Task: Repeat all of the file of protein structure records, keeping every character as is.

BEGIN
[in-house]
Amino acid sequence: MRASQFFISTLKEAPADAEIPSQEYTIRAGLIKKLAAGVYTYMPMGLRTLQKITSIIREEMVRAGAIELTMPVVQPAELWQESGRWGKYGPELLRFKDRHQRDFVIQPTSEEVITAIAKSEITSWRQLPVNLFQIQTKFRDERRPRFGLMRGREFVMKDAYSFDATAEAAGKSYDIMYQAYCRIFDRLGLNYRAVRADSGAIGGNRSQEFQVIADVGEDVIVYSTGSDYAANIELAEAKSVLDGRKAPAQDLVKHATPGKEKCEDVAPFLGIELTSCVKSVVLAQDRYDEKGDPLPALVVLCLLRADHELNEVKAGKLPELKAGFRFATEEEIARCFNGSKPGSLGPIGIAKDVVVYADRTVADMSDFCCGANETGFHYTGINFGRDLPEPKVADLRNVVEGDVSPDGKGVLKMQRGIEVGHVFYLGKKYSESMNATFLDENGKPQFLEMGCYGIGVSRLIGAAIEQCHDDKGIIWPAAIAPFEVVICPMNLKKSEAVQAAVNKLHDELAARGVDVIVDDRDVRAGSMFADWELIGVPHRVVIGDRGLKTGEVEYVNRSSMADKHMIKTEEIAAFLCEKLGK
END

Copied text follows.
[in-house]
Amino acid sequence: MRASQFFISTLKEAPADAEIPSQEYTIRAGLIKKLAAGVYTYMPMGLRTLQKITSIIREEMVRAGAIELTMPVVQPAELWQESGRWGKYGPELLRFKDRHQRDFVIQPTSEEVITAIAKSEITSWRQLPVNLFQIQTKFRDERRPRFGLMRGREFVMKDAYSFDATAEAAGKSYDIMYQAYCRIFDRLGLNYRAVRADSGAIGGNRSQEFQVIADVGEDVIVYSTGSDYAANIELAEAKSVLDGRKAPAQDLVKHATPGKEKCEDVAPFLGIELTSCVKSVVLAQDRYDEKGDPLPALVVLCLLRADHELNEVKAGKLPELKAGFRFATEEEIARCFNGSKPGSLGPIGIAKDVVVYADRTVADMSDFCCGANETGFHYTGINFGRDLPEPKVADLRNVVEGDVSPDGKGVLKMQRGIEVGHVFYLGKKYSESMNATFLDENGKPQFLEMGCYGIGVSRLIGAAIEQCHDDKGIIWPAAIAPFEVVICPMNLKKSEAVQAAVNKLHDELAARGVDVIVDDRDVRAGSMFADWELIGVPHRVVIGDRGLKTGEVEYVNRSSMADKHMIKTEEIAAFLCEKLGK